Find out how the space is distributed on your harddisks
Some weeks ago I was really in a tight squeeze when I was looking for interesting tools to review here. The problem was that my c: drive was so full that I hardly could install any software I wanted to test. I spent hours clicking through my folders in order to see if there are any applications I do not need anymore or old files I could throw away to create some free space. I did not know then that there is a tool called TreeSize, which could save me an immense amount of time.
A friend of mine pointed me to TreeSize. As he is always very skeptical, I was quite surprised to hear him speak so enthusiastically about this tool. I found the same enthusiasm in the user opinions at cnet and now that I've tested the tool, I'm impressed, as well.
TreeSize scans your drives and shows you with easy-to-understand pie or bar charts which files and folders take up how much space on your disk. You also can view detailed information like the amount of allocated and wasted space and the last access date of files. You can generate and print result reports, export the data to Excel or save it as text file.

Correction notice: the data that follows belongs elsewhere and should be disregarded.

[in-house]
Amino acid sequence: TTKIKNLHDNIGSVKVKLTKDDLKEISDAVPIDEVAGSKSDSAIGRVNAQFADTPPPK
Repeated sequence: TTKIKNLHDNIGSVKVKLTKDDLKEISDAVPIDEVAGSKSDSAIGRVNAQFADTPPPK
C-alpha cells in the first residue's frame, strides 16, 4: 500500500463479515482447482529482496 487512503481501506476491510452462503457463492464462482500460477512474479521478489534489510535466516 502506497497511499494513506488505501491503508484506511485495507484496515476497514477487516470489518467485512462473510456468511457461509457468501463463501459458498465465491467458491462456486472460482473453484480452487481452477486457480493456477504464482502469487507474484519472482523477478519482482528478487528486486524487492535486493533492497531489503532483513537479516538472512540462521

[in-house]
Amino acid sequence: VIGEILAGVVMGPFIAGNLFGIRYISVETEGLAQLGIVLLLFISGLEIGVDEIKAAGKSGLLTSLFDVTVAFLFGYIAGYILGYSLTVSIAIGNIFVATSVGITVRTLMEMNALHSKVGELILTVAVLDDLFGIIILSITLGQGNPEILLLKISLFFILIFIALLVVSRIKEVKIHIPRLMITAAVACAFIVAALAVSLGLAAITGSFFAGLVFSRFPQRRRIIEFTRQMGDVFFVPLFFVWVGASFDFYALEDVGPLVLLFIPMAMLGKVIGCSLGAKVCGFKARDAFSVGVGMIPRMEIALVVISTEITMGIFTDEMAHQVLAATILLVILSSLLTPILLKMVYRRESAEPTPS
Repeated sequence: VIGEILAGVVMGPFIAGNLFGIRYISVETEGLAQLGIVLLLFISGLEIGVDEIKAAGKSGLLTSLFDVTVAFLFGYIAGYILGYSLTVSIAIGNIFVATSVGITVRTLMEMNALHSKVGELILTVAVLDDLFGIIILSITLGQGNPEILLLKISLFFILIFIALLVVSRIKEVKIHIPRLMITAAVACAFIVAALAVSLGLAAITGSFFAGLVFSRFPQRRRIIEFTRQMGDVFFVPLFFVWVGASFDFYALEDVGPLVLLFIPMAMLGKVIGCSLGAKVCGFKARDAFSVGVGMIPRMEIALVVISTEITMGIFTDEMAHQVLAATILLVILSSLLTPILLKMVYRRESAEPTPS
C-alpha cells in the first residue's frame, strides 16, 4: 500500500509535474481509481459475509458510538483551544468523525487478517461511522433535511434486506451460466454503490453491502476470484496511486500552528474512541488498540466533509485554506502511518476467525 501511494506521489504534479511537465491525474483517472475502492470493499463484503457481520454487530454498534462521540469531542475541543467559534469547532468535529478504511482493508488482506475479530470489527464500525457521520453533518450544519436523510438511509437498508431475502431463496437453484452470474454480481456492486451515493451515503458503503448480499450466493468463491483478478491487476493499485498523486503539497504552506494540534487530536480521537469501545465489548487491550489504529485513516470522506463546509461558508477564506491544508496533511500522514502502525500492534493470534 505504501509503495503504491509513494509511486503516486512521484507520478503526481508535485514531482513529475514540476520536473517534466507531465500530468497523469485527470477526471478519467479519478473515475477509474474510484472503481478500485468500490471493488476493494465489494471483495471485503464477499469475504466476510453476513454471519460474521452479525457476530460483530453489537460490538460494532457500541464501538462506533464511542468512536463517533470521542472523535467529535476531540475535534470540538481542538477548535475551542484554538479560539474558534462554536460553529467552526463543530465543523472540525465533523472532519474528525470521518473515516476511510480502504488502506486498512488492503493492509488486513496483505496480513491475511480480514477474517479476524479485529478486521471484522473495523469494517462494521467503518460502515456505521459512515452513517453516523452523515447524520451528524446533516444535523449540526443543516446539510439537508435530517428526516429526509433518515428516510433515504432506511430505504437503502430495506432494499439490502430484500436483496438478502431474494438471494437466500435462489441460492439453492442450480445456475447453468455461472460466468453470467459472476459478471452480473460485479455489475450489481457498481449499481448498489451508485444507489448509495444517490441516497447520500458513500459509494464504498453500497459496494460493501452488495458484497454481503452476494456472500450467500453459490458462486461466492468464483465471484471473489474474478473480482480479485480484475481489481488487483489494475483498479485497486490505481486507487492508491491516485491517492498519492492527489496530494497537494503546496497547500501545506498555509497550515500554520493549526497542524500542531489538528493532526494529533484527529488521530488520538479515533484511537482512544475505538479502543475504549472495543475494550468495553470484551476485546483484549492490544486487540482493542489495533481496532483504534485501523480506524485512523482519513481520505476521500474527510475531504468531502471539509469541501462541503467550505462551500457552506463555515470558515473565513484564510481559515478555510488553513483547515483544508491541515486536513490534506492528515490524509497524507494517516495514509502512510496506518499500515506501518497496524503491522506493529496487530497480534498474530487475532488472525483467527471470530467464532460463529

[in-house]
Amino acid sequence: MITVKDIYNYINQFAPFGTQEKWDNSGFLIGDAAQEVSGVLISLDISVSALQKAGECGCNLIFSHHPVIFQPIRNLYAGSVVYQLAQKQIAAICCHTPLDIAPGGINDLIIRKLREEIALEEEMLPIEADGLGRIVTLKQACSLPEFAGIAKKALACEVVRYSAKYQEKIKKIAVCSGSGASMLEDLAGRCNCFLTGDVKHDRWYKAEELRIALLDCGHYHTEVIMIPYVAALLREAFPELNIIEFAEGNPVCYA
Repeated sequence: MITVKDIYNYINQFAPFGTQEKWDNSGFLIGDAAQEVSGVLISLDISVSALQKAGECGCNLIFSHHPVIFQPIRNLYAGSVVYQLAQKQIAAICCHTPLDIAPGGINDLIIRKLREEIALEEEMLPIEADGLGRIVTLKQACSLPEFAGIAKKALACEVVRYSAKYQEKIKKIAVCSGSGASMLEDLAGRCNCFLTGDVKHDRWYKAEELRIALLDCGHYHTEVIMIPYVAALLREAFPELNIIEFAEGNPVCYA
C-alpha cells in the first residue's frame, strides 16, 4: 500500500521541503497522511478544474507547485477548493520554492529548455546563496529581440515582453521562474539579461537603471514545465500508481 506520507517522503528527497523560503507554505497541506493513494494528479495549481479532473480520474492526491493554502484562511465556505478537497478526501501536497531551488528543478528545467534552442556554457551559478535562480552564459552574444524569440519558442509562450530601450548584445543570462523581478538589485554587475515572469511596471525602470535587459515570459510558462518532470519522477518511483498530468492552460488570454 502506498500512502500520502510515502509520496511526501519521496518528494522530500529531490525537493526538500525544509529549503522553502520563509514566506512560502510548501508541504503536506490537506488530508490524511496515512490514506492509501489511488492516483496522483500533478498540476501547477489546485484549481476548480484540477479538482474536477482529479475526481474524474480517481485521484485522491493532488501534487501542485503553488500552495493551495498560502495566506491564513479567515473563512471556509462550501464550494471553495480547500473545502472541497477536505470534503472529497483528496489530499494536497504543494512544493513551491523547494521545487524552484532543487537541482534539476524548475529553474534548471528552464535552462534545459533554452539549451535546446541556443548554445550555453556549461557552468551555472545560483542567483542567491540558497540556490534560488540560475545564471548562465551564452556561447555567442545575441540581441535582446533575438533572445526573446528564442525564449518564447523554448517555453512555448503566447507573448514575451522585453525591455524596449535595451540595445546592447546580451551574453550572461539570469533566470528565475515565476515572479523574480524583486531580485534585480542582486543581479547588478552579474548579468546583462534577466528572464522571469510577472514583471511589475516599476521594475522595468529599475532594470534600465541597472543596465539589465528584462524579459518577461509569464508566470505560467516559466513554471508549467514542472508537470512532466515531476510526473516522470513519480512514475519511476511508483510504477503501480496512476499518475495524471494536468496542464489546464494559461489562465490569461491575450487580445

If you want, you can search specifically for the oldest and biggest files or limit the scan to certain file types. If you have identified an application you do not need anymore, you can even directly access the control panel from TreeSize and remove the application immediately.
TreeSize is incredibly easy to access and use. You can quick-start a scan by right-clicking on the folder you want to examine. The interaction with TreeSize is fully intuitive and highly flexible since TreeSize offers a lot of options to tailor the scan process and customize the display of results.
A light version of TreeSize (v1.63) is available as Freeware. Though this version lacks some of the nice features of the professional version, like, for example, the graphical display of scan results or the possibility to search for obsolete files, it is still very useful.
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